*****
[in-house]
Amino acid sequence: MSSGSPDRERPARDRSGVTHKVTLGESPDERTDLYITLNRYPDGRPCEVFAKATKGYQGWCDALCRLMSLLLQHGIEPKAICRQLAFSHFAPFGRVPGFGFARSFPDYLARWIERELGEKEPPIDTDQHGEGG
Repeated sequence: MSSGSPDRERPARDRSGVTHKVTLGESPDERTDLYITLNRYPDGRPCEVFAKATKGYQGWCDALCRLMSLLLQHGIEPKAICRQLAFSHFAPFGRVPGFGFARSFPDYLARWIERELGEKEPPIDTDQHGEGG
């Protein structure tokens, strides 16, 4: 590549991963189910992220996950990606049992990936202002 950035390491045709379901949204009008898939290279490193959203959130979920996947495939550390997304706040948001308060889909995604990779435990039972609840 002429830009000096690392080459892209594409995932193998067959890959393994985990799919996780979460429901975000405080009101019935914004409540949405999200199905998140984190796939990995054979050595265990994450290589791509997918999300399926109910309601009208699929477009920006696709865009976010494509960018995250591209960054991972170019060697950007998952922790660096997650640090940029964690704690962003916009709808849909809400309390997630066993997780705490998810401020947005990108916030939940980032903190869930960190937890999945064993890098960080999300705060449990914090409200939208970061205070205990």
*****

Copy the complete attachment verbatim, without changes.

[in-house]
Amino acid sequence: MSSGSPDRERPARDRSGVTHKVTLGESPDERTDLYITLNRYPDGRPCEVFAKATKGYQGWCDALCRLMSLLLQHGIEPKAICRQLAFSHFAPFGRVPGFGFARSFPDYLARWIERELGEKEPPIDTDQHGEGG
Repeated sequence: MSSGSPDRERPARDRSGVTHKVTLGESPDERTDLYITLNRYPDGRPCEVFAKATKGYQGWCDALCRLMSLLLQHGIEPKAICRQLAFSHFAPFGRVPGFGFARSFPDYLARWIERELGEKEPPIDTDQHGEGG
């Protein structure tokens, strides 16, 4: 590549991963189910992220996950990606049992990936202002 950035390491045709379901949204009008898939290279490193959203959130979920996947495939550390997304706040948001308060889909995604990779435990039972609840 002429830009000096690392080459892209594409995932193998067959890959393994985990799919996780979460429901975000405080009101019935914004409540949405999200199905998140984190796939990995054979050595265990994450290589791509997918999300399926109910309601009208699929477009920006696709865009976010494509960018995250591209960054991972170019060697950007998952922790660096997650640090940029964690704690962003916009709808849909809400309390997630066993997780705490998810401020947005990108916030939940980032903190869930960190937890999945064993890098960080999300705060449990914090409200939208970061205070205990």